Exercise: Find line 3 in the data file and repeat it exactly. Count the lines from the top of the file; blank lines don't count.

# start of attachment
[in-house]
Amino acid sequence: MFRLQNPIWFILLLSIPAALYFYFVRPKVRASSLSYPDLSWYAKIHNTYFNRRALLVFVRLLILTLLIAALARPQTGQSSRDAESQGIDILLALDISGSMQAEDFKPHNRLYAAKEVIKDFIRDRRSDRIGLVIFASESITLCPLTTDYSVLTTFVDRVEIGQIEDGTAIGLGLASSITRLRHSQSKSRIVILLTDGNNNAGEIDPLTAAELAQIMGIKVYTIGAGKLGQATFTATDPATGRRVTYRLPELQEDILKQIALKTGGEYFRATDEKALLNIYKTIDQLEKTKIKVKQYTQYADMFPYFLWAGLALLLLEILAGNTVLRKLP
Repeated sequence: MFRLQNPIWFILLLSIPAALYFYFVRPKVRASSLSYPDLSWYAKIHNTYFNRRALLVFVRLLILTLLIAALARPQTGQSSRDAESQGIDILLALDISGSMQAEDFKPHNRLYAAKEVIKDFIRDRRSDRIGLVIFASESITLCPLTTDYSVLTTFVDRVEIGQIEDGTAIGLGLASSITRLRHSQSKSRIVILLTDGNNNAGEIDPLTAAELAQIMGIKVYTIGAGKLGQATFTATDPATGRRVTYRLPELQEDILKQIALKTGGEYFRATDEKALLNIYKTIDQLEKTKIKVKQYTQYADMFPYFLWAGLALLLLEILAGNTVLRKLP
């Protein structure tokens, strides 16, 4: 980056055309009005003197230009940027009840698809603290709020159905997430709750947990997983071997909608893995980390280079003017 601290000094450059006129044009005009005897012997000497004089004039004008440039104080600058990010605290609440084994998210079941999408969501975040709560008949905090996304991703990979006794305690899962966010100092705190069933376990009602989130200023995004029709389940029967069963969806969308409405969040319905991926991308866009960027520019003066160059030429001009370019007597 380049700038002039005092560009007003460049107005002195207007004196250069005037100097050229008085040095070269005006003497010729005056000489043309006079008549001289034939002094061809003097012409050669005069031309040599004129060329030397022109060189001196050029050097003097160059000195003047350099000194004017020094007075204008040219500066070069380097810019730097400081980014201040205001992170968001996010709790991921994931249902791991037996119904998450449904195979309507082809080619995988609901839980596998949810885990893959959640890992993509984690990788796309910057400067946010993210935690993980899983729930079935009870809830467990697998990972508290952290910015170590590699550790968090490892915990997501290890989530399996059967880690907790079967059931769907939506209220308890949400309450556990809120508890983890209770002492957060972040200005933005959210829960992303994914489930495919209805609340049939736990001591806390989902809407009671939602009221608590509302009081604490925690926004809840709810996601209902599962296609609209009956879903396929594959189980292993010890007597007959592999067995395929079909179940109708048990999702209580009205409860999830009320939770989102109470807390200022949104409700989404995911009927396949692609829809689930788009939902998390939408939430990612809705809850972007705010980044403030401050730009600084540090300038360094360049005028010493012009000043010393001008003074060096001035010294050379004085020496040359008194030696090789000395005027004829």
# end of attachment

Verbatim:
Repeated sequence: MFRLQNPIWFILLLSIPAALYFYFVRPKVRASSLSYPDLSWYAKIHNTYFNRRALLVFVRLLILTLLIAALARPQTGQSSRDAESQGIDILLALDISGSMQAEDFKPHNRLYAAKEVIKDFIRDRRSDRIGLVIFASESITLCPLTTDYSVLTTFVDRVEIGQIEDGTAIGLGLASSITRLRHSQSKSRIVILLTDGNNNAGEIDPLTAAELAQIMGIKVYTIGAGKLGQATFTATDPATGRRVTYRLPELQEDILKQIALKTGGEYFRATDEKALLNIYKTIDQLEKTKIKVKQYTQYADMFPYFLWAGLALLLLEILAGNTVLRKLP